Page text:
Over two-dozen protesters formed outside a landfill in Osceola County Friday afternoon waving “No coal ash in our trash” signs while dump trucks barreled past them along State Road 441.
Tensions have mounted since May 3, when news broke about an agreement to import thousands of tons of coal ash from Puerto Rico to the JED Solid Waste Facility, a double-lined private landfill east of St. Cloud.
The agreement gave Waste Connections, JED’s owner and operator, the green light to import an unlimited amount of coal combustion residue via Manatee Bay in Tampa between now and Dec. 31.
The measure was approved as a last-minute addition to the Osceola County Commission agenda April 1, where it received no public input or discussion from board members.
EPA says coal ash is safe, but people are still concerned
To be clear, the Florida Department of Environmental Protection says the dumping is safe, legal and regulated, noting that the landfill has the proper permits and licenses to dispose of coal ash.
Still, dozens of trucks are hitting the roads, making residents concerned about a lack of transparency and safe transportation.
“There’s toxins in coal ash, even if it’s classified by the EPA as non-toxic,” said Doug Lowe, a Harmony resident. He stood outside with about five other protesters well after the landfill closed Friday. “There’s a lot of concerns we have.”
Coal ash is the by-product of coal combustion at power plants run by electric companies. Although the Environmental Protection agency classified the material as non-hazardous in 2014, the agency’s website notes that coal ash contains contaminants like mercury, cadmium and arsenic that - without proper management – can pollute waterways, ground water, drinking water and the air.
Waste Connections officials estimate that at least a 10th of all material entering JED landfill this year will be coal ash. Then again, it could be more.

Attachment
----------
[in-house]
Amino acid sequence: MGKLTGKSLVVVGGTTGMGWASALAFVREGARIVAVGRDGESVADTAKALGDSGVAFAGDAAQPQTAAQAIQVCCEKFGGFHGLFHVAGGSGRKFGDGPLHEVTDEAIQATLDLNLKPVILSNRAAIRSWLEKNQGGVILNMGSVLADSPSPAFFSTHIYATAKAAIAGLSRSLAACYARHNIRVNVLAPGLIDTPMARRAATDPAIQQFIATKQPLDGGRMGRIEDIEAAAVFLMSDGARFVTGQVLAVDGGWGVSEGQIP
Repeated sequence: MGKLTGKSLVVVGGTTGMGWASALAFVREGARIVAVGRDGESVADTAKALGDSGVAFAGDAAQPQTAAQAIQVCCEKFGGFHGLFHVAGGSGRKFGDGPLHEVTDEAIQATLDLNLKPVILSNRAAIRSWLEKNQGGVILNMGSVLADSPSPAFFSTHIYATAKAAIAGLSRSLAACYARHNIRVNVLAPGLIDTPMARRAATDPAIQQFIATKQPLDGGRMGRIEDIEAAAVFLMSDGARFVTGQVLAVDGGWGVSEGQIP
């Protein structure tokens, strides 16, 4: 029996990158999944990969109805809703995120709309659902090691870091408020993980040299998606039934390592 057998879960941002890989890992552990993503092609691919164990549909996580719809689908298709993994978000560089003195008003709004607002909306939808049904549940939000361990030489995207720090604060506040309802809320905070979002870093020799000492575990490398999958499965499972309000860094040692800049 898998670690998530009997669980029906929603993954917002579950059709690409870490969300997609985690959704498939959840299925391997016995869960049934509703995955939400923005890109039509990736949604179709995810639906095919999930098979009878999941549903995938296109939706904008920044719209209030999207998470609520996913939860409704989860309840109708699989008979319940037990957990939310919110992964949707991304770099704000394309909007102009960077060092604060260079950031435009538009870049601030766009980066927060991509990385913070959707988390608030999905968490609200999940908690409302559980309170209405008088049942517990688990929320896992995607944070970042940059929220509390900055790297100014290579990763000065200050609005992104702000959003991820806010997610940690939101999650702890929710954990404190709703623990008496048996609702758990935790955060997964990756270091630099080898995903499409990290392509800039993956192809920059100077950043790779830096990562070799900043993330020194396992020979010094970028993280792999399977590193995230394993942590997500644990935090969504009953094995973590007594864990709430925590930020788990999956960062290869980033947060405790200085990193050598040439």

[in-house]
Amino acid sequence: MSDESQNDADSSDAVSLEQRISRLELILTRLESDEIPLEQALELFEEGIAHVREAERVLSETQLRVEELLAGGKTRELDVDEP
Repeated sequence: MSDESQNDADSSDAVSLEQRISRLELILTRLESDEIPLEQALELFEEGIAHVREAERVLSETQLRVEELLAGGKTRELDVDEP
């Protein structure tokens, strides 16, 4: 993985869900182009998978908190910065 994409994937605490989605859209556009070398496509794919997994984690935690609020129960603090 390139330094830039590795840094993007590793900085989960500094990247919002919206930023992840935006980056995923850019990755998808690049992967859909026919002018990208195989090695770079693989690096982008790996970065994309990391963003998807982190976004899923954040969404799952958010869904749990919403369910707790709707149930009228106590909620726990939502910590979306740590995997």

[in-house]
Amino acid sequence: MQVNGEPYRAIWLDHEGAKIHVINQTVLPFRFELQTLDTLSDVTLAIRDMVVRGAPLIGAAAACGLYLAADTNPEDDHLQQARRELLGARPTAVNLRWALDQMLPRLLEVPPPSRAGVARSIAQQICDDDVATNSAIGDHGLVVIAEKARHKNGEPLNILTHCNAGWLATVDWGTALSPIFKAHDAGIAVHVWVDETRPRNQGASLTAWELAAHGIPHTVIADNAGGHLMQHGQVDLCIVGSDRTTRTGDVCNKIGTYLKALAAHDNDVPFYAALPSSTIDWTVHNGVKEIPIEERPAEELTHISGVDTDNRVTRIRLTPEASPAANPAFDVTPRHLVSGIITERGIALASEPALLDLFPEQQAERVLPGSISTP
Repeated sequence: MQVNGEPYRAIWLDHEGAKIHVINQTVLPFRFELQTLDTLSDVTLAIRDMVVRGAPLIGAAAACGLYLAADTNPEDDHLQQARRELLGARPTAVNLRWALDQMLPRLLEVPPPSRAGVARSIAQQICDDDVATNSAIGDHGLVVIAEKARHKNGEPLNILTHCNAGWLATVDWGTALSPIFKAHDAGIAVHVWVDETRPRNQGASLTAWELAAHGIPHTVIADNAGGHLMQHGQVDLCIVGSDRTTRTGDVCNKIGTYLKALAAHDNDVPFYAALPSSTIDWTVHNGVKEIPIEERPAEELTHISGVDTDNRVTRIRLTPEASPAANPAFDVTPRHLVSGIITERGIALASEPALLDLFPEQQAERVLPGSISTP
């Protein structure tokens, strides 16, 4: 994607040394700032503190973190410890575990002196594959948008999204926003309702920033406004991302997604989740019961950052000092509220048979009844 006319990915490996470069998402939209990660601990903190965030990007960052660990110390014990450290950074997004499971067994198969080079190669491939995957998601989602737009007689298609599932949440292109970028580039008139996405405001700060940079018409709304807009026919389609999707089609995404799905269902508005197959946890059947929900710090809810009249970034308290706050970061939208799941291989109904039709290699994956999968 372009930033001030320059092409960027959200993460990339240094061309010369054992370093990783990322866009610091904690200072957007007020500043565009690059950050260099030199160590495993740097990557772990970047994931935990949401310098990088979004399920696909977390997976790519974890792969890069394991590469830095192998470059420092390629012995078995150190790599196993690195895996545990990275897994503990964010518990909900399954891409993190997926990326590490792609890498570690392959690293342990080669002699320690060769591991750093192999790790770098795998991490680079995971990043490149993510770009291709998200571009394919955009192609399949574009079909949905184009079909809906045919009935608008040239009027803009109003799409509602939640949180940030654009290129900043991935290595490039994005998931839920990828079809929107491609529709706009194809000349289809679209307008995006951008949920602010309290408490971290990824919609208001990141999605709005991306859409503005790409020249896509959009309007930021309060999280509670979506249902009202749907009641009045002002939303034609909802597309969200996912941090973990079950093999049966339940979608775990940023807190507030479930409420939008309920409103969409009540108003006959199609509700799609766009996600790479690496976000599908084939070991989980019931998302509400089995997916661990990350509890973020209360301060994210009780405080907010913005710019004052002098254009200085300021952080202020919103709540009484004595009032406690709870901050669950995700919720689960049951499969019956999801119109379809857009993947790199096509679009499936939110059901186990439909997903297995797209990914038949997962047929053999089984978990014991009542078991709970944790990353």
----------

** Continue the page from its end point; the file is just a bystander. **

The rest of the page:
“No one knows the actual amount coming in and there is no ceiling,” said Osceola County Communications Director Lisa Nason at a press conference May 13.
Are the trucks being covered?
Pictures and video of gray, ashy debris spilling over the edge of trucks entering the landfill Friday were quickly posted online by protesters. One picture, taken by Holopaw resident Jamie Wells, shows a cement-like block a little larger than a fist, sitting by the side of the road as one vehicle after another turned into JED.
Wells, who’s lived in Holopaw for 15 years, said he’s used to dump trucks in his community – and household garbage like plastic grocery bags and Styrofoam takeout boxes that fly off and litter the roadside.
But he’s never seen something like this, he said, and he’s worried it is coal ash.
“They told us these trucks would be covered,” Wells said later that day. “These trucks are coming in, kicking up dust and chunks are flying out.”
Why is coal ash coming from Puerto Rico?
Coal ash has a toxic history with Puerto Rico, where a recent third-party report reveals groundwater contamination levels near the Applied Energy Systems plant in Guayama at four to 14 times higher than maximums allowed by the EPA.
AES is the only coal fired power plant on the island, and has a contract to sell all electricity it produces to the Puerto Rico Electric Power Authority (PREPA). About 17 percent of all power on the island is generated by AES.
Last month, the governor there signed a law to phase out coal-based energy by next year, though AES' contract with PREPA is good until December 2027. Many now wonder if AES will continue coal production or make the Puerto Rican government pay it to transition to natural gas production.
How is the coal ash getting here?
Omar Alfonso, an investigative journalist and editor of La Perla del Sur in Puerto Rico, has covered AES and coal ash for years. He and his team tracked three boats that departed Mareas Bay in Guayama between April 2 and 26 headed to the Port Manatee in Tampa Bay with about 80,000 tons of coal combustion waste.
The cargo was transported twice on the Mississippi Enterprise vessel and once on the Mary Ann Moran barge tugboat.
The first of the three shipments left Puerto Rico just a day after Osceola County commissioners green-lighted Waste Connections to receive out-of-state coal ash at the JED landfill, Alfonso noted in a May 13 article.
From port, it is traveling via truck to the JED landfill in Osceola County.
According to records of maritime activity reviewed by La Perla del Sur, during 2018 AES Puerto Rico shipped about 150,000 tons of coal ash to Jacksonville. This year, another 70,000 tons were exported to Jacksonville between February 22 and March 28.
Response from local government
In response to growing public outcry, Osceola County government sent a letter to Waste Connections’ corporate headquarters in Texas on May 13 requesting the company to halt coal ash shipments immediately.
But the county has no legal authority to stop shipments, so it is unclear what the letter will accomplish.
Waste Connections had not responded to the letter by Monday.